For the last several months, I have been looking to partner with a pediatrician that shares my (somewhat untraditional) philosophies around baby food, infant nutrition, and introducing solids. As soon as I read about GetzWell Pediatrics, I knew that Dr. Julia Getzelman was the one for me! She’s the only board certified, primary care, integrative pediatrician based in San Francisco, and she’s agreed to be an occasional guest blogger to share some great tips with all of us.
For more information on GetzWell Pediatrics, check out their website here. And stay tuned for a workshop on infant nutrition and making your own baby food hosted by GetzWell and Little City Kitchen Co. in early April.
Feel free to ask questions or post comments below, and Dr. Getzelman will be happy to respond.
Keeping Kids Healthy in a Toxic World
By: Dr. Julia Getzelman, MD
Jill Epner, founder of Little City Kitchen Co., and I met last November at the San Francisco Birth and Baby Fair. I became enamored with Jill’s baby food not only when I understood that it was an organic, locally produced alternative for busy mothers who want to feed their babies healthy, tasty, whole foods but also as soon as I tasted her delicious creations (though I don’t routinely eat baby food)!
I believe and teach my families that baby food should taste good and feeding your baby (once she is ready to eat) can be a fun experience. I feel really good about Jill’s food in terms of its nutritional content and yummy flavors and also its contribution to lowering “toxic load,” the amount of unnatural (and often poisonous) substances we are exposed to in today’s world.
As an integrative pediatrician with hundreds of babies and young children as my patients, I’m concerned about the increasingly toxic world in which we live. In particular, young children are at the greatest risk due to exposure to toxins because their brains and other organs are rapidly developing. Pound for pound young kids eat more food, breathe more air, drink more fluids and spend more time on the floor/ground (where there is an accumulation of dust, chemicals, metals and other environmental toxins) compared to older children and adults.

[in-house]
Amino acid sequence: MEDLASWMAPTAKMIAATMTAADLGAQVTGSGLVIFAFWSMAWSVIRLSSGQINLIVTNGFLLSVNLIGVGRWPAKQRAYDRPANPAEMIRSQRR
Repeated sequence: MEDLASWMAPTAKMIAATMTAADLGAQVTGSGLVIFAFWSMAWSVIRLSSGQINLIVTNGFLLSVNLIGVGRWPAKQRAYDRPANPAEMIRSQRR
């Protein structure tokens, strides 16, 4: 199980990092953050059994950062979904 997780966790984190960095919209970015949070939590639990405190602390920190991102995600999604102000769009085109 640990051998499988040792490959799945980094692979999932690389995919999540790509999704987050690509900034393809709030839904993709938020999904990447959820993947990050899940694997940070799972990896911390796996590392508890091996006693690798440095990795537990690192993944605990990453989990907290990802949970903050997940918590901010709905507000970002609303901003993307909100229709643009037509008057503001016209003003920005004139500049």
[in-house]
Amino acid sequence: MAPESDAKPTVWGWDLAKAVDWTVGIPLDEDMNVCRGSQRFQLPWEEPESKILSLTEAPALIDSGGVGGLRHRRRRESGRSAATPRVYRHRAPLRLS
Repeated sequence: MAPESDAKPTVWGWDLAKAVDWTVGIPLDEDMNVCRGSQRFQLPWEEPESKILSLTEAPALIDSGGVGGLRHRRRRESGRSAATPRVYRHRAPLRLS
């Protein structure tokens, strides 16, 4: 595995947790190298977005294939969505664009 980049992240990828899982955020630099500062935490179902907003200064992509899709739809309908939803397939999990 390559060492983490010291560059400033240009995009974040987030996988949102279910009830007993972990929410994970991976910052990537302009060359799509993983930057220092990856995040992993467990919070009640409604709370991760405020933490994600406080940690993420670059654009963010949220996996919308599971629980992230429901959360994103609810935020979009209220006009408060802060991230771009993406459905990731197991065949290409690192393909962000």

There are many things as individuals we cannot control about our environment, but we can and must take important actions to significantly reduce unhealthy and toxic exposures. Here are a few ways to make a big difference for you and your family:
- Know where your food comes from, particularly which ranches and farms produce the meat and eggs you eat
- Buy local, sustainable, organic food whenever possible
- Try Meatless Mondays
- Gather as a family for meals
- Don’t use anything on your child’s skin or hair with ingredients you wouldn’t eat
- Use the Environmental Working Group’s guide to personal care products and sunscreens
- Eliminate artificial fragrances (which contain endocrine disruptors)
Use green cleaning solutions: investigate less toxic alternatives like using vinegar in place of bleach, baking soda to scrub your tiles and hydrogen peroxide to remove stains
- Eliminate Teflon pans
- Don’t microwave in plastic and store foods/left-overs in glass (e.g., Pyrex) whenever possible
- Use wax paper instead of plastic wrap whenever possible
Special thanks to Dr. Getzelman for sharing her tips on reducing toxins. Stay tuned next week for an update on what I’m coming to call my “Great California Farmers Market Tour”… Happy week everyone!